Japanese and Korean cars dominate IIHS safety picks — double last year
20 December 2018 - Autoblog
Only one American car made the list
Double the amount of cars from last year are IIHS Top Safety Pick+ recipients. The number went from 15 for 2018 up to 30 for 2019 model year vehicles. This huge jump is even more significant, because the IIHS made its testing requirements harder to meet. There were 17 more models that just missed the mark for the top award because their headlights didn't get the best rating of "good" available.
The IIHS qualified 70 percent of the vehicles receiving the Top Safety Pick+ award as cars. Small and midsize SUVs made up the other 30 percent of vehicles winning the award. Unsurprisingly, trucks were left completely off all IIHS safety pick lists — the Honda Ridgeline made it in 2018, but dropped off for 2019. Subaru took home more top honors than any other manufacturer with seven. The Forester missed the "Plus" category due to its headlights, but it still qualified for a Top Safety Pick award.
Another notable tidbit we saw is the complete absence of American vehicles on both lists. The only one to make it is the Chrysler Pacifica, and it managed to get the same Top Safety Pick rating as last year. Nearly every other vehicle on the list is either Japanese or Korean. Hyundai had the most vehicles total if you tally from both the Pick and Pick+ lists. A few of the Germans like Mercedes, BMW and Audi made it in, but there isn't a Swede (i.e. Volvo) in sight. The IIHS says this is the case because Volvo is missing passenger-side small overlap front test results.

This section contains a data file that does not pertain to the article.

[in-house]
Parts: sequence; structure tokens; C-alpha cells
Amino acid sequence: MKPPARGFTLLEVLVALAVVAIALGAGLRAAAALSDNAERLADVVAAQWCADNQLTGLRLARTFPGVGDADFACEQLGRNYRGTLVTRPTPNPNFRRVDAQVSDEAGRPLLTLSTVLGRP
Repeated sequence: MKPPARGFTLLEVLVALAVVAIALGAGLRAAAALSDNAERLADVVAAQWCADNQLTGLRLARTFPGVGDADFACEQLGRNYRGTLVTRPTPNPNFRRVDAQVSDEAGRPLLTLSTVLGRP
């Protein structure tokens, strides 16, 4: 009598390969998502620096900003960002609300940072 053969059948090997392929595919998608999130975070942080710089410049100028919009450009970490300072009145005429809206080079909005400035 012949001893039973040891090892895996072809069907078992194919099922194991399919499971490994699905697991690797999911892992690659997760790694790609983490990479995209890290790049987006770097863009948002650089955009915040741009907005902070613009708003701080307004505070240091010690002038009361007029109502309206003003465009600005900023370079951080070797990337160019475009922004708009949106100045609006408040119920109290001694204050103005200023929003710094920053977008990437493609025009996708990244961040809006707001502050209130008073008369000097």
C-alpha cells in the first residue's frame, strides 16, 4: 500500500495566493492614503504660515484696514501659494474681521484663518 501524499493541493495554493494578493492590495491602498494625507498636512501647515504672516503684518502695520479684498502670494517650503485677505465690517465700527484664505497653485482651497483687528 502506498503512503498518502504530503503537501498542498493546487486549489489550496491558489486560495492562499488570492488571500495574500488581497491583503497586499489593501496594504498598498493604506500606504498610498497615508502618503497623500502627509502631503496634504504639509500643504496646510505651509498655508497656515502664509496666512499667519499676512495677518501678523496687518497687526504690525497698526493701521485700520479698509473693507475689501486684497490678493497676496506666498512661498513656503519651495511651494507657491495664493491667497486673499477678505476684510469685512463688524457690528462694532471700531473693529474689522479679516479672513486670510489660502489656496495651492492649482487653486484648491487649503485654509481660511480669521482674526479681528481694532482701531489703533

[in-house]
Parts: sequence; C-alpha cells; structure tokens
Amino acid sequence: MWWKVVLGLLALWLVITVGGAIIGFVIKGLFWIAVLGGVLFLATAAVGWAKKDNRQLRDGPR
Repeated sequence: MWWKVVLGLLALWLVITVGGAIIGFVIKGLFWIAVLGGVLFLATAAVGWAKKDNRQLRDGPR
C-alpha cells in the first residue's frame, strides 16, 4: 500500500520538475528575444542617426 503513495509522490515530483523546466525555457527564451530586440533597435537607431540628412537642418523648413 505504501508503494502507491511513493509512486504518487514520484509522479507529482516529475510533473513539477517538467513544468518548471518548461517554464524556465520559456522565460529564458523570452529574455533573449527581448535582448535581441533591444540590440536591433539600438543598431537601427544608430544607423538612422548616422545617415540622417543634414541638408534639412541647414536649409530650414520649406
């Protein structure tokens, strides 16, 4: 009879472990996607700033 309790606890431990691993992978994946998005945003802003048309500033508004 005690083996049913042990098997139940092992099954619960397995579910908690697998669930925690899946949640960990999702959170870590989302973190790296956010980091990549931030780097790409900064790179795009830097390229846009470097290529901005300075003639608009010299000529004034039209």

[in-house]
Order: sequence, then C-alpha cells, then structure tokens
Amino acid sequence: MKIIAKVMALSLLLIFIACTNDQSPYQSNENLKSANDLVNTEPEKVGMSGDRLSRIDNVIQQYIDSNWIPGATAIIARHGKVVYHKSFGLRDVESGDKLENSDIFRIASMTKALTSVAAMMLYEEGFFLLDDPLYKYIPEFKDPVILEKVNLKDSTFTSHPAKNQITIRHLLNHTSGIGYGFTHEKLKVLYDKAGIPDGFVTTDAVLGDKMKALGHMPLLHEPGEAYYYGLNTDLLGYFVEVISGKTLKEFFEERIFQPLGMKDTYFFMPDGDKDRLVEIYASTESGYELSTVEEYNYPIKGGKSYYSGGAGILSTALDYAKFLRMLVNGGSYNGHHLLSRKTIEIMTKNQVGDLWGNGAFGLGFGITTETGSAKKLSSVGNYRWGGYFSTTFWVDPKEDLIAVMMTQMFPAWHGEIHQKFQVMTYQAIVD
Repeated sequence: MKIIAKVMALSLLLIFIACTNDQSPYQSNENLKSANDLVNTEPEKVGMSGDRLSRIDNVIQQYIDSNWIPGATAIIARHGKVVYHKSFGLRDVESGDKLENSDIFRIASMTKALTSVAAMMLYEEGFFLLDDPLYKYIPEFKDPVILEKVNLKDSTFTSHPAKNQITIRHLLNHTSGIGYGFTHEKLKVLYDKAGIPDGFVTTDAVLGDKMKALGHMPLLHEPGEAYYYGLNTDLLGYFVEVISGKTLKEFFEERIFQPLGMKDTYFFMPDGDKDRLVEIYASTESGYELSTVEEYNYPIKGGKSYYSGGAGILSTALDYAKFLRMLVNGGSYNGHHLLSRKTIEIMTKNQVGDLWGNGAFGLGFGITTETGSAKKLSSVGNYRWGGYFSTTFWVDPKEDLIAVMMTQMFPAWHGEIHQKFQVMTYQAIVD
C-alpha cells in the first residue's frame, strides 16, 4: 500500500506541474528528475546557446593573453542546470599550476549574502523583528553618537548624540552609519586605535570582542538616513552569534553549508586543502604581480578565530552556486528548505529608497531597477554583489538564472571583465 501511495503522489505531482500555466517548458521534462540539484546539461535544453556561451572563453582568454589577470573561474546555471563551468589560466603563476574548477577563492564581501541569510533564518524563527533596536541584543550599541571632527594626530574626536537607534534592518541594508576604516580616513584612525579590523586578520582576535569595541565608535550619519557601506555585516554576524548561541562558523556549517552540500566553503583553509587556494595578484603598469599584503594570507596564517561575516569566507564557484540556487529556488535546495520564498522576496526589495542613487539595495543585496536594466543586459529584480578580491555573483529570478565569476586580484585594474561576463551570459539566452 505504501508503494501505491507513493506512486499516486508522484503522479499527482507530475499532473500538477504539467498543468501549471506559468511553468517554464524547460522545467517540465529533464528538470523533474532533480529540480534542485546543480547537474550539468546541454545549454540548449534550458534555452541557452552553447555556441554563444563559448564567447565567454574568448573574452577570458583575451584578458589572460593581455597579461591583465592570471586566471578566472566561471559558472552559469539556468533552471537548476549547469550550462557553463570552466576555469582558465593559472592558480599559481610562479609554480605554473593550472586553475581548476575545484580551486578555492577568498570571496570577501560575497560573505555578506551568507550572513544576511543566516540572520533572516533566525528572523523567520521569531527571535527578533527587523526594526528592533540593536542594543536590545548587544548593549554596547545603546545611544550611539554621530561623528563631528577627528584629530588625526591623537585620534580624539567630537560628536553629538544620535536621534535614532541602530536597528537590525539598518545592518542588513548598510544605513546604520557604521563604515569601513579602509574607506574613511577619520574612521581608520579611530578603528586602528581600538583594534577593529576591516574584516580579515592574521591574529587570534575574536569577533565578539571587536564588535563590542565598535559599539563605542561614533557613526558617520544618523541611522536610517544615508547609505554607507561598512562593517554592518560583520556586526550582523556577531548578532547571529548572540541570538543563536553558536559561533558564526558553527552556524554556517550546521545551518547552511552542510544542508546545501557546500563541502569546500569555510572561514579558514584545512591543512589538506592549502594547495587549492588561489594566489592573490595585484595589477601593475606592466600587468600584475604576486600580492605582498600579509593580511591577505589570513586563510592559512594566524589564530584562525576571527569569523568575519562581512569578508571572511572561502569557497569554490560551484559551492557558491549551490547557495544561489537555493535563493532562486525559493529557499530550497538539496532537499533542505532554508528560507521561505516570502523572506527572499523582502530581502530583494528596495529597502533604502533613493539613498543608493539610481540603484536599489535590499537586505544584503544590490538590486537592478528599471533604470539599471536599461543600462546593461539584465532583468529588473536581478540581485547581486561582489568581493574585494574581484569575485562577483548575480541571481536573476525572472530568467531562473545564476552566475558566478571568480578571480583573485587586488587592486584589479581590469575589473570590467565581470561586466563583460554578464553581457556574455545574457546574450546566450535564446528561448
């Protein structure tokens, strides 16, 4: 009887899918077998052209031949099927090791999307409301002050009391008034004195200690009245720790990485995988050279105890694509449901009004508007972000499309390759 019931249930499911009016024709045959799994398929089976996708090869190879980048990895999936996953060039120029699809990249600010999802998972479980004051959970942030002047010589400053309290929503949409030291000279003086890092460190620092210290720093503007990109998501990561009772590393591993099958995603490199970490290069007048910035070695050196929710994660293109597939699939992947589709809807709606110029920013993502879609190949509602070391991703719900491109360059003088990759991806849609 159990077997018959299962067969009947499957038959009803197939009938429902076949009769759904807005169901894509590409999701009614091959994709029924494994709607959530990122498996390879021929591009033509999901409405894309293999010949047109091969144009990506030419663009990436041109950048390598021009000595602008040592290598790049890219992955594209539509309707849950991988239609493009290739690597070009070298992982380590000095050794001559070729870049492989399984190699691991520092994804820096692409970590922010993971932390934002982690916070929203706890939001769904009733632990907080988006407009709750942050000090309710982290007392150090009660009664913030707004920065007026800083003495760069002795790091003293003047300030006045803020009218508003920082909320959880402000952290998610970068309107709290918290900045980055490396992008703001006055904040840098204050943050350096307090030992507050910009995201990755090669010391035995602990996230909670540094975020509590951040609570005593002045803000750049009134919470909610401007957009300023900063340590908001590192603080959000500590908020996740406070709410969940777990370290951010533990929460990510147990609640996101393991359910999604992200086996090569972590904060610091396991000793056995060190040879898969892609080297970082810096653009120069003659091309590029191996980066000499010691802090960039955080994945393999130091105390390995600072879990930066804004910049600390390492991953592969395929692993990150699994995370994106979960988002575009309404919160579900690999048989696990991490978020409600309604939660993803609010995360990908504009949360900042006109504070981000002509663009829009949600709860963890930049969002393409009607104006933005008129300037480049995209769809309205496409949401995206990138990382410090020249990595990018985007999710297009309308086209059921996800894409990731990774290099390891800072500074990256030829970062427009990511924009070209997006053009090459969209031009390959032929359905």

Electric vehicles are lacking from the list, too. Only the Kia Niro Plug-In Hybrid made it to represent cars with a plug. Tesla didn't have a single vehicle making the cut for one big reason: The company didn't provide IIHS with any data or vehicles to test, automatically eliminating it from the competition. For all the bragging Tesla likes to do about safety, it's somewhat odd the company didn't want to be rated.
In case you were wondering, the IIHS made it tougher to be a Top Safety Pick+ by requiring a higher level of performance from its passenger-side small overlap front crash test. Before, only an "acceptable" rating was necessary, but now it requires a "good" to get full marks. In addition to that, "good"-rated headlights must at least be available for each model. After these tougher criteria, we're left with 57 vehicles total that received either a Top Pick or Top Pick+ from the IIHS. Unfortunately for the auto industry, that's five fewer cars than 2018, despite doubling the number of cars that got Top Safety Pick+ honors.